“Day of Reckoning” for Monroe Township following Years of Successful Tax Appeals
The Township of Monroe says it has lost millions of dollars, and exhausted cash reserves, due to successful tax appeals by property owners. The Township’s total assessed value has fallen over $140 million dollars in the last two years, in large part because of bulk appeals by the ten retirement communities in the Township. The Township expects an average increase of $393 for a home assessed at $165,900, although that figure will be higher once school and county taxes are added to the bill.
Monroe Township will be undergoing a revaluation, the first since 1993, to reset the property assessments to current market values. The revaluation was ordered by the Tax Court in 2010 after more than 1,000 residents filed a complaint alleging that the Chapter 123 ratio for the Township is skewed and discriminatory based on the Township’s failure to properly categorize sales between 2001 and 2005.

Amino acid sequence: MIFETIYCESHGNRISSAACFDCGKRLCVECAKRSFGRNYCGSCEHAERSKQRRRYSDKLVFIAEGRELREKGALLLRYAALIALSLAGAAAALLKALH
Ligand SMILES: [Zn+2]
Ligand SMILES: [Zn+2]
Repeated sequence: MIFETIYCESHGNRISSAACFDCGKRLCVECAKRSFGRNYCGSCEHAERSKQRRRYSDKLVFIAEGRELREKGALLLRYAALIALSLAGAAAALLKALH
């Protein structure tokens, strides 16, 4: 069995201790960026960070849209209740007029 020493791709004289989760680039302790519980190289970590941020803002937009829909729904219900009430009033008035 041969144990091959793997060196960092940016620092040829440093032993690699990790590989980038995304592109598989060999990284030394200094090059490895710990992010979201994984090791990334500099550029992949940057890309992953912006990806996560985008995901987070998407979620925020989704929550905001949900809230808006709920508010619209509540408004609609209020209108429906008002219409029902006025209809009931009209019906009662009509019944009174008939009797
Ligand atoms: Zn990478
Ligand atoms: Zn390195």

New Jersey residents have a constitutional right to be uniformly assessed with similar properties in their taxing districts. Specifically, the Uniformity Clause of the New Jersey Constitution provides that property “shall be assessed according to the same standard of value, except as otherwise permitted herein, and such real property shall be taxed at the general tax rate of the taxing district in which the property is situated.” Municipal budget woes are arguably created by towns who are unwilling to revise assessments to reflect current market values, and not by the property owners who successfully appeal their property assessment to only pay the taxes due on a correctly valued property.
For more on this story in the Star Ledger, please click here.
For more blog posts on municipalities addressing revaluations and budget woes, please see the following blog posts:
- Towns Losing Millions in Property Tax Relief From Utility Taxes (realestatetaxappealsnj.com)